This is where you gauge the actual impact your social media marketing is making on your business. Likes, retweets, followings, etc., might be observed as it shows the growth in the level of engagement with your social media marketing outfits, but they should not be the ultimate metrics for measuring impact. Instead, consider more meaningful targets such as web referrals, leads generates and convention rates.
5. Conduct regular social media audits
This is the point where you do intensive underground work. Conscious observation is very necessary here to identify the efforts put in so far and their dividends, a sort of stock taking. Examine the comments of subscribers to your social media accounts and evaluate the aspects you’re not doing well at. It would benefit you also to take note of the social media networks where you perform most on and concentrate your efforts there. If a competitor is already vastly dominant on Facebook but dormant on Twitter, then channel a lot of efforts to the latter so that the market there, hitherto uncatered for, would be drawn to your business.
This is also where you track any impostor account and take steps to report them or sensitize potential customers so they don’t get misled by the fake accounts.
6. Create a posting timeline
Once you start posting, there’d be a tendency that you’d get carried away by the euphoria of any positive feedback you start getting. Don’t get all blown up. Make sure you have a blueprint for the sort of content you want to be posting. A very effective content mix should follow the 80-20 formula; where 80% of your posts aim to inform, educate or entertain your customers while the other 20% promote your business directly. You can also try the social media rule of thirds:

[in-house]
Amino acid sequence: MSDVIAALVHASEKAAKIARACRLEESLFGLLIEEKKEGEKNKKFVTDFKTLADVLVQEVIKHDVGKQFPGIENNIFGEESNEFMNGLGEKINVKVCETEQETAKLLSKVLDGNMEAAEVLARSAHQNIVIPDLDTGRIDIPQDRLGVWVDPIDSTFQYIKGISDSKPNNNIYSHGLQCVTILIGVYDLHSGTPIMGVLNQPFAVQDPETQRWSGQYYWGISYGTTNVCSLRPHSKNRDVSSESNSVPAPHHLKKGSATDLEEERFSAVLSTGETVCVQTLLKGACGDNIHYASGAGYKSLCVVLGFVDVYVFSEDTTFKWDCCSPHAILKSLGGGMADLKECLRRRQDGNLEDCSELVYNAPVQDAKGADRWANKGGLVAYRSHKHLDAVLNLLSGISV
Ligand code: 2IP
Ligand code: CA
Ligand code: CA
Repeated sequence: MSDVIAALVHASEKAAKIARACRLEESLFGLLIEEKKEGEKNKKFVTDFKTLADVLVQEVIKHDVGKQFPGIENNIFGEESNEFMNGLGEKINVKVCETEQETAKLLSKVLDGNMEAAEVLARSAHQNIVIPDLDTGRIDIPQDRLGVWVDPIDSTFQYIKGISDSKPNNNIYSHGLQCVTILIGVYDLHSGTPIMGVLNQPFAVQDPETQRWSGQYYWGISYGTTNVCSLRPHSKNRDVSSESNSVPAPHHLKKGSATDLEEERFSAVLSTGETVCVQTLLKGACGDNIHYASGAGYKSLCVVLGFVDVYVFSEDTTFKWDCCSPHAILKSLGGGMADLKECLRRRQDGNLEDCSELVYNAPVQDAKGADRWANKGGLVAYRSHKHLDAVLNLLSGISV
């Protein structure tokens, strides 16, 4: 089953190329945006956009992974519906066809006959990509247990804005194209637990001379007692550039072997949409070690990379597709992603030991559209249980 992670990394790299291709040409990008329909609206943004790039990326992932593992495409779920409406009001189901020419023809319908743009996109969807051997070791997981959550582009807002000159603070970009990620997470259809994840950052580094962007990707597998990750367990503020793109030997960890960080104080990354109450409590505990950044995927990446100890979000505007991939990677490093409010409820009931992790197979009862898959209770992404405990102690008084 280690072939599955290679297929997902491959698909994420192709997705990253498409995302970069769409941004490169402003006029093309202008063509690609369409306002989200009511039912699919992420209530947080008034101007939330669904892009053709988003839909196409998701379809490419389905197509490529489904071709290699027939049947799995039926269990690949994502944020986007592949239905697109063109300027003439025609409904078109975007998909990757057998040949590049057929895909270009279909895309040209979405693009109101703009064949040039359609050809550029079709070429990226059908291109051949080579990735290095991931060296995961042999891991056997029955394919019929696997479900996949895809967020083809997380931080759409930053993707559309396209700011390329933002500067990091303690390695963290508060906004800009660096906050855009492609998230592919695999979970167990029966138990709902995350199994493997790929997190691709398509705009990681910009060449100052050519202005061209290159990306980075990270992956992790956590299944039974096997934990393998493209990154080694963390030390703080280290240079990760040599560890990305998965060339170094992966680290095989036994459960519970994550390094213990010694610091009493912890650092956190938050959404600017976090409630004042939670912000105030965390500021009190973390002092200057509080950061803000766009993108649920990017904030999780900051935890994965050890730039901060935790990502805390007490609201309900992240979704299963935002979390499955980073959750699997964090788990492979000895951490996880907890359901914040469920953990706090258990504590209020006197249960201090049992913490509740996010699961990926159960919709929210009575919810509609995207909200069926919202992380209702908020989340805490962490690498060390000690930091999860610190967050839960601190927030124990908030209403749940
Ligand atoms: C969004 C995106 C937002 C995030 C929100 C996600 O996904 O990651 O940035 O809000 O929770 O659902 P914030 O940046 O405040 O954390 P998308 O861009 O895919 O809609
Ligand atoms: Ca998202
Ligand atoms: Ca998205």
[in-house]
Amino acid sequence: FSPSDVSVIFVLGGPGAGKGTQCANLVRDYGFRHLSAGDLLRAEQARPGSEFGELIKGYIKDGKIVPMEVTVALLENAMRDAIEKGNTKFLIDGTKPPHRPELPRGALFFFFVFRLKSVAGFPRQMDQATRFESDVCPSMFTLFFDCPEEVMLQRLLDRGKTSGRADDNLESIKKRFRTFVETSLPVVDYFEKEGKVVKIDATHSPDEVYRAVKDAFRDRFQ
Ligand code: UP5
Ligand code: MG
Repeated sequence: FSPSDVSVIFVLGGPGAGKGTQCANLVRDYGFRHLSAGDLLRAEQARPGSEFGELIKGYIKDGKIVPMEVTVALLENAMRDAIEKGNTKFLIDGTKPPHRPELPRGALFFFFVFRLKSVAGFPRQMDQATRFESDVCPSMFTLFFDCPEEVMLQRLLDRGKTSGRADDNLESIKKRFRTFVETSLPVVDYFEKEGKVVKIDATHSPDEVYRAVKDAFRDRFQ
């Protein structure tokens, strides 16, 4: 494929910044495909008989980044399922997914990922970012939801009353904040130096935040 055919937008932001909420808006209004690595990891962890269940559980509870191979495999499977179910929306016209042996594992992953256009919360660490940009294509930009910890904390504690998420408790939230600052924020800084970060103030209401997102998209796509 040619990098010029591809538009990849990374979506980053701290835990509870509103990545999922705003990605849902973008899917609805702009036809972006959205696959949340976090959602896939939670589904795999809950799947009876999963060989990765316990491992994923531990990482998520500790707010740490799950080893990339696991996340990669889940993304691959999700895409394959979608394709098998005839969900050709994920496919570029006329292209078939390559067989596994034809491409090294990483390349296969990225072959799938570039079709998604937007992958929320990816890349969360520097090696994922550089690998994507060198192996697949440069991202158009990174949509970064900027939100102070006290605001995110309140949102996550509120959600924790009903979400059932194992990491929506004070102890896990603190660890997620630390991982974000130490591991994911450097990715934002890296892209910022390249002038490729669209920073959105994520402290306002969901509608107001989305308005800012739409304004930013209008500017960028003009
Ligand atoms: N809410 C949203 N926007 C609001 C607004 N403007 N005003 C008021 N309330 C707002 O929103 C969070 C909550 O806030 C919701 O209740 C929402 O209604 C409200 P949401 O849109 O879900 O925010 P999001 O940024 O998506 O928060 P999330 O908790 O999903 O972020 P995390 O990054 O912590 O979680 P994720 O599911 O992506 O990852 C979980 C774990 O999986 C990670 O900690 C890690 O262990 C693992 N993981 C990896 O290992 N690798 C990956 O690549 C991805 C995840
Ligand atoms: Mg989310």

One-third of your social content promotes your business, converts readers, and generates profit.
One-third of your social content shares ideas and stories from thought leaders in your industry or like-minded businesses.
One-third of your social content involves personal interactions with your audience.
Once you have your calendar set, use scheduling tools or bulk scheduling to prepare your messaging in advance rather than updating constantly throughout the day. This allows you to craft the language and format of your posts rather than writing them on the fly whenever you have time.
7. Track, analyze and optimize
One thing that needs to be reiterated at this point is that social media sharing is a very personal and individual endeavour. So while this guide will help you through the basics of social media marketing, it is left to you to track the specific results you achieve as you progress. Naturally, as you keep posting, you’d discover which content, timing and frequency that is best for you. This will help you tailor further content sharing to achieve optimum results. Social media marketers rely on trial and error; so it shouldn’t be a shock if little is achieved for a while after you start marketing on social media. Track your results, analyze the data, and make adjustments to optimize your social media marketing strategy.
I’d conclude by reminding you that social media can make or mar any business. Social media marketing is a risk; there is a possibility that poor social media marketing can cripple a business with huge potentials. That is why you must avoid being on the wrong sides of any viral online activity. As much as possible, your social media identity should not be tied to you or to anybody for that matter, so that in case you or any member of your team gets their reputation soiled online, the business would not take the drop for it.
And keep an eye out for further updates on this blog.